Do I risk another random roommate nightmare, live with a friend and risk hating each other by the end of the year, or move off campus and live alone?

After two years, two residence halls and two roommates, I decided roommate No. 3 would be a purple betta fish. Royale never leaves the dirty dishes in the sink for weeks on end, never keeps me up all night writing a paper and I never have to worry about pernicious behavior damaging our relationship.

Living alone was one of the best decisions I've made since making the move from home sweet Nashville to UT, but the solo lifestyle isn't for everyone.

If you are considering going roommate-less next year, here's some food for thought that might help with the decision.

Pro: Sweet freedom

Do you want to keep the thermostat on 68 degrees? OK. Do you want to dance around in your underwear and rock out to "Old Time Rock and Roll" like Tom Cruise in "Risky Business?" OK. Don't like the Pinterest-inspired light-up solo cup garland "decorating" your wall? Then take it down, because living alone means you have complete control over your schedule and living space. When you have roommates, you have to be respectful of their personal preferences and schedules.

Con: Things that go bump in the night

So maybe watching "Indiana Jones and the Kingdom of the Crystal Skull" before bed and spending the night trying to convince my imagination that millions of gigantic ants are not coming to eat me alive wasn't the best idea. Speaking of ants, what might be worse than facing a masked villain might be facing the army of (normal-sized) ants stampeding in the window. Though your roommate might hate the creepy-crawlies as much as you do, it's nice to have the moral support.

Pro: Peace of mind

It's great knowing that after 12 hours of being at school and at work, I didn't have to come home to a bored roommate who wanted to chat or has brought all her friends back for a night of drunken tomfoolery. My stuff is always in the same place as I left it and my bottle of shampoo is never mysteriously empty. Living alone gives you the extra peace of mind and control of your space, whether you have friends over or spend the evening with Netflix.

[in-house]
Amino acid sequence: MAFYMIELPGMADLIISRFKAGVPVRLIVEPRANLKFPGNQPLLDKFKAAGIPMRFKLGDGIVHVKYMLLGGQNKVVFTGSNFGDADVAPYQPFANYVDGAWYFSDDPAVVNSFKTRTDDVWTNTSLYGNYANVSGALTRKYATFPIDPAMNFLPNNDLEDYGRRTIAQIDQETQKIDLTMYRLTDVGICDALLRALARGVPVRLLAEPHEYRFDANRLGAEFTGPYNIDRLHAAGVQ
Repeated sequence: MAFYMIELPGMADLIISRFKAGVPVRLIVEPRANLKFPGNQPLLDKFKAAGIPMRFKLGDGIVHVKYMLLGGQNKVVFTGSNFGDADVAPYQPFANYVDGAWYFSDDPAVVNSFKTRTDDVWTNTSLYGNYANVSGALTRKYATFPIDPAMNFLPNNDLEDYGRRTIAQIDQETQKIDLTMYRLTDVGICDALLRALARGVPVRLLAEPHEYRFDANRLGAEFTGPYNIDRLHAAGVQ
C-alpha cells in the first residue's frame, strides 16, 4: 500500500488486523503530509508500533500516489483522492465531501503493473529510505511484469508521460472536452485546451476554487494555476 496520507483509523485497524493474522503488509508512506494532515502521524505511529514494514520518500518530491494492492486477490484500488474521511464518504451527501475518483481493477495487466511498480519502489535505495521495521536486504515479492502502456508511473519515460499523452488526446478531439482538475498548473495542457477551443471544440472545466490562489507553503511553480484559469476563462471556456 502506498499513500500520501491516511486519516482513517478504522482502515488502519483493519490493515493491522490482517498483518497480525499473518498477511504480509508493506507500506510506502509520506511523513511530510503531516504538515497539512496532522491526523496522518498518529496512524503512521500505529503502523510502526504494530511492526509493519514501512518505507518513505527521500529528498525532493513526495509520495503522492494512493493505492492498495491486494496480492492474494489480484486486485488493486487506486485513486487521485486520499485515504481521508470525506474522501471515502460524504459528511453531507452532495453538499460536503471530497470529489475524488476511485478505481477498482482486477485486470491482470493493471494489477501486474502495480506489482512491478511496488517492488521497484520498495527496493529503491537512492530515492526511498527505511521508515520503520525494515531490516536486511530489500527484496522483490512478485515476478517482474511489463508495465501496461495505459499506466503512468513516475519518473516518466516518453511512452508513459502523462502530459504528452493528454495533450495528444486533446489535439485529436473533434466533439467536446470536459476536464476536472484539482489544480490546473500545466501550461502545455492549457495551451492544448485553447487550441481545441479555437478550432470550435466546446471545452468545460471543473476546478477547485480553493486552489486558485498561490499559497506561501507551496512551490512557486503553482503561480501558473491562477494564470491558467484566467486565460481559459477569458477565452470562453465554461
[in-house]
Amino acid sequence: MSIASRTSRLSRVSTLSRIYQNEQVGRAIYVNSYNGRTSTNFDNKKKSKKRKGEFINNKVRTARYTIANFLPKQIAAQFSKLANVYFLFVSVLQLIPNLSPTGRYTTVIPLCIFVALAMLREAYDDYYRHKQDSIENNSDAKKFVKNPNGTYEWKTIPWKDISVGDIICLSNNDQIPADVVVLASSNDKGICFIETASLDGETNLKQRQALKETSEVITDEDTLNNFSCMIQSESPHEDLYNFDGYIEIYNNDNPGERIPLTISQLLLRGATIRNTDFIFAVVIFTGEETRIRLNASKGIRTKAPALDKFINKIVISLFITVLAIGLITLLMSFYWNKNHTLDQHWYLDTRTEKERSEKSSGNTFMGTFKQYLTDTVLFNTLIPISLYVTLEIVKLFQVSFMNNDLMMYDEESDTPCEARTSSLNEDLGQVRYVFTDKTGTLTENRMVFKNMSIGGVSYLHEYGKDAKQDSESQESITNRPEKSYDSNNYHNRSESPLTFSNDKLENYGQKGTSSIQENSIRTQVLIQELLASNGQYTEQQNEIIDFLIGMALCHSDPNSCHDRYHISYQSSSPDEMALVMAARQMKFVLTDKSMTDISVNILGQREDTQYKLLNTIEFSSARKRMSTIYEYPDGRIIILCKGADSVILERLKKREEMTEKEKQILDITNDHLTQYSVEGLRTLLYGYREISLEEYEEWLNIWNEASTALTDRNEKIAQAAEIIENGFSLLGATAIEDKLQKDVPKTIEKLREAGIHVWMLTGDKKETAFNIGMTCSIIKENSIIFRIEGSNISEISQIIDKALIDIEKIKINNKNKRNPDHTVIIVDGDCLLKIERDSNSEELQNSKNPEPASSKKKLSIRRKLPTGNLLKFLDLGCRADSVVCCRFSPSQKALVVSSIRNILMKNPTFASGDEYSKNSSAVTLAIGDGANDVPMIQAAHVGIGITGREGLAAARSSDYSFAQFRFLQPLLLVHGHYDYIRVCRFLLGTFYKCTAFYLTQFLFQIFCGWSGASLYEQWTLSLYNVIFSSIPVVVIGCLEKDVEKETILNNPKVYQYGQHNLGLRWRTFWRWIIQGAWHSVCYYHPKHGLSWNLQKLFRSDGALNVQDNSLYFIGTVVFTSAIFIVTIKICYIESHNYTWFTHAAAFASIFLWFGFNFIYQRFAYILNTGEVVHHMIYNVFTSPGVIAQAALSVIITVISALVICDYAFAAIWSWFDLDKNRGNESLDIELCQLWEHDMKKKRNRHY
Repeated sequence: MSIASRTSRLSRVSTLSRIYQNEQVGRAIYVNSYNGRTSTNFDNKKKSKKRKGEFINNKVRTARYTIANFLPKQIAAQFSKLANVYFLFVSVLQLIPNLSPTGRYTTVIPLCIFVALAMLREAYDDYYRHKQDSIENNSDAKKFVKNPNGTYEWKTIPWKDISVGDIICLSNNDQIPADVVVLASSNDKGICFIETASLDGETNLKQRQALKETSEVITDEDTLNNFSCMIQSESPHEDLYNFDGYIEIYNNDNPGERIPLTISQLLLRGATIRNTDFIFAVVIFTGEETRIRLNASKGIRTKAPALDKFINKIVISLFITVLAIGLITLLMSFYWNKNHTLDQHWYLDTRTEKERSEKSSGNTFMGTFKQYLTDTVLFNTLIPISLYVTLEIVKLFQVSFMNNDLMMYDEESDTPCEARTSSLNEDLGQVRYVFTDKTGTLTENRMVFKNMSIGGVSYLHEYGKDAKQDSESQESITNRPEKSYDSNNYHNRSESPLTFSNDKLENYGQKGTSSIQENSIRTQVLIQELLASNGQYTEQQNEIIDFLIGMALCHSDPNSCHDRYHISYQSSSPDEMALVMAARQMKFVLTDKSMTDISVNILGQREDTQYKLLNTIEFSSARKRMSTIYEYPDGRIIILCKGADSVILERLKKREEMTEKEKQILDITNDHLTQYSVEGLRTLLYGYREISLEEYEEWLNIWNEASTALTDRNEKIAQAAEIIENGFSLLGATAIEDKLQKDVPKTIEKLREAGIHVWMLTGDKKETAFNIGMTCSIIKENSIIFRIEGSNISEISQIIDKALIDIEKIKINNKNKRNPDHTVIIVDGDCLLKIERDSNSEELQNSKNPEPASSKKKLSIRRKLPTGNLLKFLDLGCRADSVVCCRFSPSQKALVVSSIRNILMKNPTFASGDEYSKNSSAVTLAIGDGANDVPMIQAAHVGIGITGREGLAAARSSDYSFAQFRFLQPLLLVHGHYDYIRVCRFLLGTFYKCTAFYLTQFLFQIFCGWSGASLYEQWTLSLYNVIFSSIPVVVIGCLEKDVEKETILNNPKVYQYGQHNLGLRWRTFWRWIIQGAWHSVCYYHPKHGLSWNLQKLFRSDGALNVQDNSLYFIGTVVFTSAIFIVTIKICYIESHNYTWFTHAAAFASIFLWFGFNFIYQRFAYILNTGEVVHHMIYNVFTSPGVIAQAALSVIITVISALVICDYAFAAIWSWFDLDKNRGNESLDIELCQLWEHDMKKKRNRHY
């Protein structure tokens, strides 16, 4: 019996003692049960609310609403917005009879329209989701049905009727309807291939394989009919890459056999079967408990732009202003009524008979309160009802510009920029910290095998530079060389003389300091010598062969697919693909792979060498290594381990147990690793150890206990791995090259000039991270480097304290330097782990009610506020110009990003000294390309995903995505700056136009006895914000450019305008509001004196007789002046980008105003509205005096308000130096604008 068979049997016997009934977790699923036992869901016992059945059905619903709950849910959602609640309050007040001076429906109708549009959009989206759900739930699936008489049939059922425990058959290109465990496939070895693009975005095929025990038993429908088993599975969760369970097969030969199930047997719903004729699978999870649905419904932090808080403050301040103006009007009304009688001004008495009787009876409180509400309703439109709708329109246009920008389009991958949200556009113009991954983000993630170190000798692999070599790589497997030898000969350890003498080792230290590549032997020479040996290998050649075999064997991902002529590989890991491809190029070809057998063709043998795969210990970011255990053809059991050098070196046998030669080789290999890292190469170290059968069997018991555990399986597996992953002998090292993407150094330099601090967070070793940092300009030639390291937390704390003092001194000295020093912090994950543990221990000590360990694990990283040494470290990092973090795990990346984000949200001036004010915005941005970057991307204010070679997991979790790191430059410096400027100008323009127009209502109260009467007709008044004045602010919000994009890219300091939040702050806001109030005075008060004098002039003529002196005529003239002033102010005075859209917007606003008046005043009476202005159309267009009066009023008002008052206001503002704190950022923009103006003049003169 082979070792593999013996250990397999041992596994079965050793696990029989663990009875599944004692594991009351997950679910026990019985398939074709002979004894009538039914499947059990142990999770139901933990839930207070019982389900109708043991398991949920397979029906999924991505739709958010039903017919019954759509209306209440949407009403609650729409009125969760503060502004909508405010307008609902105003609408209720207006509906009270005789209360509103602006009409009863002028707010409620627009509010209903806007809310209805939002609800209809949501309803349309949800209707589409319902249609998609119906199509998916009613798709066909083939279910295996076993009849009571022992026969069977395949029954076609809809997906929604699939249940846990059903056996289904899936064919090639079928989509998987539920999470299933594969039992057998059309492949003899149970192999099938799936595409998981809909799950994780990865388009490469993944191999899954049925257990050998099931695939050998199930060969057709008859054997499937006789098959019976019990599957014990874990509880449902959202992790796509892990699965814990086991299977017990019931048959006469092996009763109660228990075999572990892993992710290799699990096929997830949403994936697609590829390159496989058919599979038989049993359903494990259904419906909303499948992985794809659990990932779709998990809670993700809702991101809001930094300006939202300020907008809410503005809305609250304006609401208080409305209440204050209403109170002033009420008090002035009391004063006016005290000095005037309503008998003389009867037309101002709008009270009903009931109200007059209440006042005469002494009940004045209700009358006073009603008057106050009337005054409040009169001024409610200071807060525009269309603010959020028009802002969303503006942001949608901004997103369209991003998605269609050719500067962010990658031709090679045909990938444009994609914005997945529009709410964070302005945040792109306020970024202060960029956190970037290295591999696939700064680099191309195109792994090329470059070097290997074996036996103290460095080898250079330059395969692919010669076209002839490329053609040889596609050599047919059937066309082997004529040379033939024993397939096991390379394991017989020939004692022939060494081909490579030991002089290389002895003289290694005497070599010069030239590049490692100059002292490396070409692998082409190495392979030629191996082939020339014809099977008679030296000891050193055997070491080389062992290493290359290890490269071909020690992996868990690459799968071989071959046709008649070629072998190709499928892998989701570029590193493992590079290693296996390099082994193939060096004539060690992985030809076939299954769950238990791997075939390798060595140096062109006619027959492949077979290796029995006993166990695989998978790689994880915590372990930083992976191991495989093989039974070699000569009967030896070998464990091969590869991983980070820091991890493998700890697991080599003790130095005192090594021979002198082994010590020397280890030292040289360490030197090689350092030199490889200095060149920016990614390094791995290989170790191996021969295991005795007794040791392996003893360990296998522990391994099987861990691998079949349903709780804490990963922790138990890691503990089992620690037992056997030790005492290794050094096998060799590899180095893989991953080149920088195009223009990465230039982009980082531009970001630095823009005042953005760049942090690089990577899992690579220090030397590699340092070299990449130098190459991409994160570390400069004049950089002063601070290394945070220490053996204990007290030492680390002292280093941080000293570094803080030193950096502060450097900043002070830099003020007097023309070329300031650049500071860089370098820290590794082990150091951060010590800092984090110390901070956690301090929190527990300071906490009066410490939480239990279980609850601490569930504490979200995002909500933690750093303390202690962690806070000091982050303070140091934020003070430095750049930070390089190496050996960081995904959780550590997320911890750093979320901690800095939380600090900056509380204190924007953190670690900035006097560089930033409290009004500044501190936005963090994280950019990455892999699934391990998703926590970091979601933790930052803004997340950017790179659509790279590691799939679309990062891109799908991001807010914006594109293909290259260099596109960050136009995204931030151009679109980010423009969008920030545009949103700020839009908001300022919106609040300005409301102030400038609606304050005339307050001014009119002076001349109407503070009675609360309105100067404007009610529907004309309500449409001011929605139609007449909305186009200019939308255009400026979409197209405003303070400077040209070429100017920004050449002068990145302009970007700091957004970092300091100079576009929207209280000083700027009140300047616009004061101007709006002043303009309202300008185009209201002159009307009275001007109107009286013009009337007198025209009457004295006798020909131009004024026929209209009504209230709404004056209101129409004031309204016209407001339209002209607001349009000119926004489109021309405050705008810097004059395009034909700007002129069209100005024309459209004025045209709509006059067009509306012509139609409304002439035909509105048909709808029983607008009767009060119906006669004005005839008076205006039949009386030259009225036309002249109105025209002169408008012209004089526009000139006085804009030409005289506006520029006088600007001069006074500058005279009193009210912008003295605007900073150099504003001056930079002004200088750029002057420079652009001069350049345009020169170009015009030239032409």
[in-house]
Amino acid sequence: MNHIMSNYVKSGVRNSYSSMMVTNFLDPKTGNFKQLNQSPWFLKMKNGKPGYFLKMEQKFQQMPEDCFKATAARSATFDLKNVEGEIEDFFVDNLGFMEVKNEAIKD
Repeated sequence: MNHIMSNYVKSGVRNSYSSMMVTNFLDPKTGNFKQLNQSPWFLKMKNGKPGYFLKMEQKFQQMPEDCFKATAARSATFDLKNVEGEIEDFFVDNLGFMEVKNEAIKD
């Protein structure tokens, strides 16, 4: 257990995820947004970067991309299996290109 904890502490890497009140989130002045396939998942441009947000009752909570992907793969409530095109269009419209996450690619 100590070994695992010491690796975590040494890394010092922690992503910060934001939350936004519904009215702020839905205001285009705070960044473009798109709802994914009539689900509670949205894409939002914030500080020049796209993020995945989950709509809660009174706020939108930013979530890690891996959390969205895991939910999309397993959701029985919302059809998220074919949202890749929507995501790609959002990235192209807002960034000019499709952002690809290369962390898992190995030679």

Con: One is the loneliest number

Sometimes after a long and hard day, someone to listen and talk your problems out with can be nice. Living alone means sometimes you're deprived of that friendly ear to vent to. It also means you'll have to seek out socialization since you won't be able to trot down the hall in your bunny slippers to chat with your friend. Sure, you can whip out your phone and give someone a call or FaceTime them, but sometimes it just isn't the same as talking to someone in person.

Pro: More bang for your buck

I have almost the exact amount of space I was paying to share with another person for close to the same price, even a little less with more amenities. And much to the relief of my parents, at the end of the year there is no hauling all my stuff down 10-plus flights of stairs in the early summer heat in the middle of finals with everyone else moving out.

Con: Campus disconnect

It's harder to stay connected and attend campus events when you're required to commute. My connection to The Daily Beacon has kept me involved in campus life and provides a tight-knit group of friends to make up for not living with a whole floor of friends. At UT, living alone also probably means living off-campus, so you have to put forth the effort to seek out activities since they won't be just down the hall or across the street anymore.

Samantha Smoak is a junior in communication studies. She can be reached at ssmoak@utk.edu.

This content appeared as a part of the spring 2014 housing guide.